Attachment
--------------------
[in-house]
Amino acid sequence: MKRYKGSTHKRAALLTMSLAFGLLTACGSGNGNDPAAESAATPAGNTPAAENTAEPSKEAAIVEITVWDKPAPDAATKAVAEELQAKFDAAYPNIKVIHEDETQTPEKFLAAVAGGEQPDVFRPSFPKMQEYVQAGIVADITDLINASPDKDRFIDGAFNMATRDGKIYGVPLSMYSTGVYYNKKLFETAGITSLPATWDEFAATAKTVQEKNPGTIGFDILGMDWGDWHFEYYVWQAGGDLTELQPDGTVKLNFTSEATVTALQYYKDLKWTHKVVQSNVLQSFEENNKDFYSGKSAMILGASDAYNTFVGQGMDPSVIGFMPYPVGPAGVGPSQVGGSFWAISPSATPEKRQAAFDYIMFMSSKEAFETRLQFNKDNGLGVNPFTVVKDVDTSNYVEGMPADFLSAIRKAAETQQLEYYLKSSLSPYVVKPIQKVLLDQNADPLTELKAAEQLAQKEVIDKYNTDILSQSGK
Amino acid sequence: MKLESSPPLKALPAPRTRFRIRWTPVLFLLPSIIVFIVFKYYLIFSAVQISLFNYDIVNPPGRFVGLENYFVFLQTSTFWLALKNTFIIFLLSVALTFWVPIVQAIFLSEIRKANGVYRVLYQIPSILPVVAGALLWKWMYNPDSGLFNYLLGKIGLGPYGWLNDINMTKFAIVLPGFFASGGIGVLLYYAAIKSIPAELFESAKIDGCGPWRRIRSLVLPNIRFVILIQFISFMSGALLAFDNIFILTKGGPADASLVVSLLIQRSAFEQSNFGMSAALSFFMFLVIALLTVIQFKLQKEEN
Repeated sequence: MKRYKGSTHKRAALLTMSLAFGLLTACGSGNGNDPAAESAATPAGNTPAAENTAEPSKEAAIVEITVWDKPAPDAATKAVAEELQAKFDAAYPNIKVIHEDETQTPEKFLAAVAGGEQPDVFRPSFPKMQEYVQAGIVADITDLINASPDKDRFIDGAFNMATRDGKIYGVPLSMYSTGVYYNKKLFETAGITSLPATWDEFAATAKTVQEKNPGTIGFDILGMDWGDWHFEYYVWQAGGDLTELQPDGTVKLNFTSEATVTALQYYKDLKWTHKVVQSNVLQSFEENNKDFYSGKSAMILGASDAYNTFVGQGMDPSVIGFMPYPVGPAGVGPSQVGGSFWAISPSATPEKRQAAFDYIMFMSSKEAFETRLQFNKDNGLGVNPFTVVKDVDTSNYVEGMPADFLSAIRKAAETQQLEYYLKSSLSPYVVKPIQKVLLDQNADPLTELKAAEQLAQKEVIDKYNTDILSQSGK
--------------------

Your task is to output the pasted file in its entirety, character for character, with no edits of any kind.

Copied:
[in-house]
Amino acid sequence: MKRYKGSTHKRAALLTMSLAFGLLTACGSGNGNDPAAESAATPAGNTPAAENTAEPSKEAAIVEITVWDKPAPDAATKAVAEELQAKFDAAYPNIKVIHEDETQTPEKFLAAVAGGEQPDVFRPSFPKMQEYVQAGIVADITDLINASPDKDRFIDGAFNMATRDGKIYGVPLSMYSTGVYYNKKLFETAGITSLPATWDEFAATAKTVQEKNPGTIGFDILGMDWGDWHFEYYVWQAGGDLTELQPDGTVKLNFTSEATVTALQYYKDLKWTHKVVQSNVLQSFEENNKDFYSGKSAMILGASDAYNTFVGQGMDPSVIGFMPYPVGPAGVGPSQVGGSFWAISPSATPEKRQAAFDYIMFMSSKEAFETRLQFNKDNGLGVNPFTVVKDVDTSNYVEGMPADFLSAIRKAAETQQLEYYLKSSLSPYVVKPIQKVLLDQNADPLTELKAAEQLAQKEVIDKYNTDILSQSGK
Amino acid sequence: MKLESSPPLKALPAPRTRFRIRWTPVLFLLPSIIVFIVFKYYLIFSAVQISLFNYDIVNPPGRFVGLENYFVFLQTSTFWLALKNTFIIFLLSVALTFWVPIVQAIFLSEIRKANGVYRVLYQIPSILPVVAGALLWKWMYNPDSGLFNYLLGKIGLGPYGWLNDINMTKFAIVLPGFFASGGIGVLLYYAAIKSIPAELFESAKIDGCGPWRRIRSLVLPNIRFVILIQFISFMSGALLAFDNIFILTKGGPADASLVVSLLIQRSAFEQSNFGMSAALSFFMFLVIALLTVIQFKLQKEEN
Repeated sequence: MKRYKGSTHKRAALLTMSLAFGLLTACGSGNGNDPAAESAATPAGNTPAAENTAEPSKEAAIVEITVWDKPAPDAATKAVAEELQAKFDAAYPNIKVIHEDETQTPEKFLAAVAGGEQPDVFRPSFPKMQEYVQAGIVADITDLINASPDKDRFIDGAFNMATRDGKIYGVPLSMYSTGVYYNKKLFETAGITSLPATWDEFAATAKTVQEKNPGTIGFDILGMDWGDWHFEYYVWQAGGDLTELQPDGTVKLNFTSEATVTALQYYKDLKWTHKVVQSNVLQSFEENNKDFYSGKSAMILGASDAYNTFVGQGMDPSVIGFMPYPVGPAGVGPSQVGGSFWAISPSATPEKRQAAFDYIMFMSSKEAFETRLQFNKDNGLGVNPFTVVKDVDTSNYVEGMPADFLSAIRKAAETQQLEYYLKSSLSPYVVKPIQKVLLDQNADPLTELKAAEQLAQKEVIDKYNTDILSQSGK